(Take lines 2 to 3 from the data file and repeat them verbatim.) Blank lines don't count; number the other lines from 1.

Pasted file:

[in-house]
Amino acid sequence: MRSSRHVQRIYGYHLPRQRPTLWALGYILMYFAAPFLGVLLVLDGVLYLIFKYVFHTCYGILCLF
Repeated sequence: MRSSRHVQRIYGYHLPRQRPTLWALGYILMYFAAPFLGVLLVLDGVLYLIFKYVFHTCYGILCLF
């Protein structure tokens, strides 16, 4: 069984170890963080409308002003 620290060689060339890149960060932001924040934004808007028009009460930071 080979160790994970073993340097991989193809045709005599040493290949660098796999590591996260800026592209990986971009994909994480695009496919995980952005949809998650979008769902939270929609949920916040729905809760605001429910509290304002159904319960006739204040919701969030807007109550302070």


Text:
Amino acid sequence: MRSSRHVQRIYGYHLPRQRPTLWALGYILMYFAAPFLGVLLVLDGVLYLIFKYVFHTCYGILCLF
Repeated sequence: MRSSRHVQRIYGYHLPRQRPTLWALGYILMYFAAPFLGVLLVLDGVLYLIFKYVFHTCYGILCLF